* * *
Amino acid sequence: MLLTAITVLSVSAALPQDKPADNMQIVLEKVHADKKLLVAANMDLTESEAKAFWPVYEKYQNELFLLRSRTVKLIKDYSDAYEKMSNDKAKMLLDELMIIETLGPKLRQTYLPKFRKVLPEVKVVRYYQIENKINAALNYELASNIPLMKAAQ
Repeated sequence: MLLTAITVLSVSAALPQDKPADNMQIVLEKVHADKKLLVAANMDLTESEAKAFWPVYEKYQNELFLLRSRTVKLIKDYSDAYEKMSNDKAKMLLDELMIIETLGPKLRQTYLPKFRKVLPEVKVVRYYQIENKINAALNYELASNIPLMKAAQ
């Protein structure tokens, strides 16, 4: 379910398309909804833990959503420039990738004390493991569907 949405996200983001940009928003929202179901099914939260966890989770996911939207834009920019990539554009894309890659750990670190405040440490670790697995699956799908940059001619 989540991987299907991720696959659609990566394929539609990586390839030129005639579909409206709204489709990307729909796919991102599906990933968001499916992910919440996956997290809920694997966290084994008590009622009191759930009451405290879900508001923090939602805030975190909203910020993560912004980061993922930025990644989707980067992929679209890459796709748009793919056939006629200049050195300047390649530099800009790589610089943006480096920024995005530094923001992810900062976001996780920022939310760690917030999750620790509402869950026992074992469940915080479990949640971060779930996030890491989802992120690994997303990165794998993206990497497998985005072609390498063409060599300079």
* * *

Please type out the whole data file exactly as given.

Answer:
Amino acid sequence: MLLTAITVLSVSAALPQDKPADNMQIVLEKVHADKKLLVAANMDLTESEAKAFWPVYEKYQNELFLLRSRTVKLIKDYSDAYEKMSNDKAKMLLDELMIIETLGPKLRQTYLPKFRKVLPEVKVVRYYQIENKINAALNYELASNIPLMKAAQ
Repeated sequence: MLLTAITVLSVSAALPQDKPADNMQIVLEKVHADKKLLVAANMDLTESEAKAFWPVYEKYQNELFLLRSRTVKLIKDYSDAYEKMSNDKAKMLLDELMIIETLGPKLRQTYLPKFRKVLPEVKVVRYYQIENKINAALNYELASNIPLMKAAQ
């Protein structure tokens, strides 16, 4: 379910398309909804833990959503420039990738004390493991569907 949405996200983001940009928003929202179901099914939260966890989770996911939207834009920019990539554009894309890659750990670190405040440490670790697995699956799908940059001619 989540991987299907991720696959659609990566394929539609990586390839030129005639579909409206709204489709990307729909796919991102599906990933968001499916992910919440996956997290809920694997966290084994008590009622009191759930009451405290879900508001923090939602805030975190909203910020993560912004980061993922930025990644989707980067992929679209890459796709748009793919056939006629200049050195300047390649530099800009790589610089943006480096920024995005530094923001992810900062976001996780920022939310760690917030999750620790509402869950026992074992469940915080479990949640971060779930996030890491989802992120690994997303990165794998993206990497497998985005072609390498063409060599300079």